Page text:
The expression the fornication of all uncleanness, includes every sin against the virtue of purity, whether violating the natural law or not; but the difficulty is to understand why St Paul introduces covetousness, or avarice.  St Jerome, followed by many others, explains the word here translated covetousness to mean not avarice, but insatiable lust.  The context certainly seems to favor this interpretation, for it it be understood of the inordinate love of money, it is difficult to see why it is introduced between uncleanness and obscenity.  Moreover, though it is evident why uncleanness should not be so much as named among Christians, no reason can be assigned why avarice whould not be the subject of conversation.  The vehement words, let not such things be named among you, show the horror that such sins should excite, and how carefully immodest conversation must be avoided, for “in vain.” says St Thomas, “is the contest against internal sins, unless a man hath first conquered external ones, namely carnal sins, against which the war always endures;” and therefore St Paul cries out, “Let it not be named among you; for it becometh saints,” that is Christians, “to abstain from deeds, from thoughts, and from words.”

Obscenity St Thomas considers to mean all manner of evil actions; by foolish talking he understands words provoking to evil and suggesting bad thoughts; and by scurrility, joking words intended to amuse others, but dangerous to morals (Ecclus 9:11.  Sirach 9:11 in modern bibles).  We are not to imagine that the Apostle condemns innocent and well-ordered merriment; he forbids only that which is to no purpose; for every deliberate word, as well as action, should be for some good end; and we shall have to explain to our Lord the motive of every word and action, that is, why we said or did it.  “I say to you that every idle word that men shall speak, they shall render and account of it in the day of judgment.  For by thy words thoug shalt be justified, and by thy words thou shalt be condemned” (Matt 12:36).  To speak of these things from necessity is not wrong, for then there is a good purpose; but when it is from curiosity, morbid gratification, or levity, it is to no purpose.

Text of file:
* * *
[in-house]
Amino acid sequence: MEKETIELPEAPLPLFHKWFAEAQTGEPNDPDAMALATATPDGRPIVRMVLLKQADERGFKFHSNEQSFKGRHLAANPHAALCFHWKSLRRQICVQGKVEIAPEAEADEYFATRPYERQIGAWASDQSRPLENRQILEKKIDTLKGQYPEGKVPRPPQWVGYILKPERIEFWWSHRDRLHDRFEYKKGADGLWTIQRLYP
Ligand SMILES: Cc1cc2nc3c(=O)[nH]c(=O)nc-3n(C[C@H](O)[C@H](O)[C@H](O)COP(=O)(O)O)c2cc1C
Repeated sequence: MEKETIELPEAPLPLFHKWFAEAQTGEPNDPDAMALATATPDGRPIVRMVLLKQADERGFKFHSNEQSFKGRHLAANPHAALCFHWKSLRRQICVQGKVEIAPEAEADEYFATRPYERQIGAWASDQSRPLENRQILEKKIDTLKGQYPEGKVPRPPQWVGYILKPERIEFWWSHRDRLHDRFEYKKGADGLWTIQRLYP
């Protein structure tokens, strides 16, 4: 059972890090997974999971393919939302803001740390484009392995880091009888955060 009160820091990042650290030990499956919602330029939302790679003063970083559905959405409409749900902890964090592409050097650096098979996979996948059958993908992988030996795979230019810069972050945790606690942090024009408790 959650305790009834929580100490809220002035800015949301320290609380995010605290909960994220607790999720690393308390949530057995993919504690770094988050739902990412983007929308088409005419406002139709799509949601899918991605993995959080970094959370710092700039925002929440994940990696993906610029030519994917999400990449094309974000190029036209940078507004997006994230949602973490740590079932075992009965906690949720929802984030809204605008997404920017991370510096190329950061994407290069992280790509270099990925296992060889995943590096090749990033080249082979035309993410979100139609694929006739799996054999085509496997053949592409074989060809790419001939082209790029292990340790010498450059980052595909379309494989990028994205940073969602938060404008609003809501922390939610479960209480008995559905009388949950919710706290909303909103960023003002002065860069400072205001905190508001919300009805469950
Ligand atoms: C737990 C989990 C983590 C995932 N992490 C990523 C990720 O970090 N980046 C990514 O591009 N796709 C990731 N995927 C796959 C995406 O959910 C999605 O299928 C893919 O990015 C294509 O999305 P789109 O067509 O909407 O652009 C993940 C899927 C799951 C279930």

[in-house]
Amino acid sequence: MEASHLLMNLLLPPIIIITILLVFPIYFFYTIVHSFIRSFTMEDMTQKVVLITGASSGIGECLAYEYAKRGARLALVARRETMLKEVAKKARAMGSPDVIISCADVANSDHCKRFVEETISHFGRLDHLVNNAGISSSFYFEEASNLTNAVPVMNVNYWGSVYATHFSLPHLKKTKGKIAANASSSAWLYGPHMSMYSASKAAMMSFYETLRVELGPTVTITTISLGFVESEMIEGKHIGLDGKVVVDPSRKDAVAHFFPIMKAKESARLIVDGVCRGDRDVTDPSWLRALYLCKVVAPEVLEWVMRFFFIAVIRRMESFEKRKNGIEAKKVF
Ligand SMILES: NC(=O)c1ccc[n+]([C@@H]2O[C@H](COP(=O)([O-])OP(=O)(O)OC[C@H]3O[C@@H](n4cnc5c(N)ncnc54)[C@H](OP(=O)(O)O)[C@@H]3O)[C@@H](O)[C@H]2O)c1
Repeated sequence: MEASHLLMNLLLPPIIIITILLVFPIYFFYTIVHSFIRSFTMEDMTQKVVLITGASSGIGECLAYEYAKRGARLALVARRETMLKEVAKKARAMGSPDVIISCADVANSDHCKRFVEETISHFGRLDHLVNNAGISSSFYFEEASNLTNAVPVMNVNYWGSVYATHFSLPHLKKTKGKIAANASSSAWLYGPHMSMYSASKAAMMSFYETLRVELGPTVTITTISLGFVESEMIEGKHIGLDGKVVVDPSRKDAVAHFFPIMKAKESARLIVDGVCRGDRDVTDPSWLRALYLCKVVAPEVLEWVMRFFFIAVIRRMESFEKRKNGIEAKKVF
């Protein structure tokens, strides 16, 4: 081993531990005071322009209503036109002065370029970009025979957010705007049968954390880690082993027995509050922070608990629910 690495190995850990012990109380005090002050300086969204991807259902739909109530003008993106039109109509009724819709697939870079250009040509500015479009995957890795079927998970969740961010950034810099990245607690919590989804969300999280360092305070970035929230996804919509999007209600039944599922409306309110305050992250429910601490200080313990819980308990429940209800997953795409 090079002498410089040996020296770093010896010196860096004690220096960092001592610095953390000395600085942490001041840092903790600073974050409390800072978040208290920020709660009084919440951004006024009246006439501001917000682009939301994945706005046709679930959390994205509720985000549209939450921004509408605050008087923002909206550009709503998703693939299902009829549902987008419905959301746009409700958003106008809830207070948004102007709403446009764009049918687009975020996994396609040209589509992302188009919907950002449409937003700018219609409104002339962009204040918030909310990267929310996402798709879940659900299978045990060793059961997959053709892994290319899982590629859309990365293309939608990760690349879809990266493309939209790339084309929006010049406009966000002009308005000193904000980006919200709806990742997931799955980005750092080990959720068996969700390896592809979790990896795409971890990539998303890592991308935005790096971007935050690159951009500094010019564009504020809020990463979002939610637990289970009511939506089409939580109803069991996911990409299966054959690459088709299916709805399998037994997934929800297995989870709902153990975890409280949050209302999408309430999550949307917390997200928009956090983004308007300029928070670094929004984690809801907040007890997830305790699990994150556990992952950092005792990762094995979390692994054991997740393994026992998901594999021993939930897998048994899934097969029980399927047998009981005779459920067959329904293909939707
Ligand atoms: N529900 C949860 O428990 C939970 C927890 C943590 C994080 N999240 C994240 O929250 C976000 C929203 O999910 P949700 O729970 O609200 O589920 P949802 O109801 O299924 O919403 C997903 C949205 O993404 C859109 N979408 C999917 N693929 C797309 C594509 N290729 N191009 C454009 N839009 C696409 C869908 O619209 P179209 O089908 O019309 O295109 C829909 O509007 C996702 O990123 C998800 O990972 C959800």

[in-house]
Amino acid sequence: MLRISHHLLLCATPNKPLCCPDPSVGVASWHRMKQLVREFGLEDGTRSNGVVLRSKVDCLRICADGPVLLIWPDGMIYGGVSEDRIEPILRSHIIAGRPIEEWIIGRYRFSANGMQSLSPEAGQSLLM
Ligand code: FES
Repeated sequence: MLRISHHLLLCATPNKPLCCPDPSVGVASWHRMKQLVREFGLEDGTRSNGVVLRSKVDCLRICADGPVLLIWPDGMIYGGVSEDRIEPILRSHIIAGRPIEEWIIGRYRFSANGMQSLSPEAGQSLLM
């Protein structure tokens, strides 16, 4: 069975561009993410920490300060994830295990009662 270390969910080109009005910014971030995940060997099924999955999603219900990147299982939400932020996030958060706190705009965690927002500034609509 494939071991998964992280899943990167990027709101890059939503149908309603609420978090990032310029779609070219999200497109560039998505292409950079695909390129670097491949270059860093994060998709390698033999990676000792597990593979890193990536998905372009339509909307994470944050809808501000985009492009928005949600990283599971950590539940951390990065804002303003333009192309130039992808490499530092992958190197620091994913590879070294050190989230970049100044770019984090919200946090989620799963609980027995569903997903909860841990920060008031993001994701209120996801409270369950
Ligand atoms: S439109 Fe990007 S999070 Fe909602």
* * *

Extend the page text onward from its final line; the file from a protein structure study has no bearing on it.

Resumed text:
But rather giving of thanks.

The meaning is, that instead of wasting time in talking of foul things as the pagans did, Christians should delight to converse of those subjects likely to increase their gratitude to God for their calling to the faith.  St Paul never tires of exhorting us to give thanks.  Our own Blessed Thomas More used often to say in his epigrammatic way, “Heathens and ungrateful men write benefits in the sand, but injuries on marble; Christians should record injuries in the sand, benefits on marble.”


Eph 5:5  For know you this and understand: That no fornicator or unclean or covetous person (which is a serving of idols) hath inheritance in the kingdom of Christ and of God.

The everlasting punishment of carnal vices is here announced with divine authority, that punishment being exclusion from the Kingdom of Christ and loss of the vision of God for ever.  Know this great truth as certain, meditate on it till you understand it thoroughly, impurity of all kinds shuts a man out of the Kingdom of God.  No one who does not repent of these sins and abandon them can inherit with Christ the Kingdom of Heaven.  There is the same difficulty here as before about the meaning of the word translated as covetousness.  St Jerome interprets it of insatiable lust.  Estius is doubtful.  St Thomas adopts the meaning of avarice, inordinate love of money.  Natalis Alexander gives the same meaning, which is strongly advocated by Meyer, and favored by Drach.  St Paul calls this greedy desire of money, or this insatiable love of sensual pleasure, idolatry, because men that are given to either put the gratification of their evil desires in the place of God, by making it their last end.  We often say that men worship pleasure or money.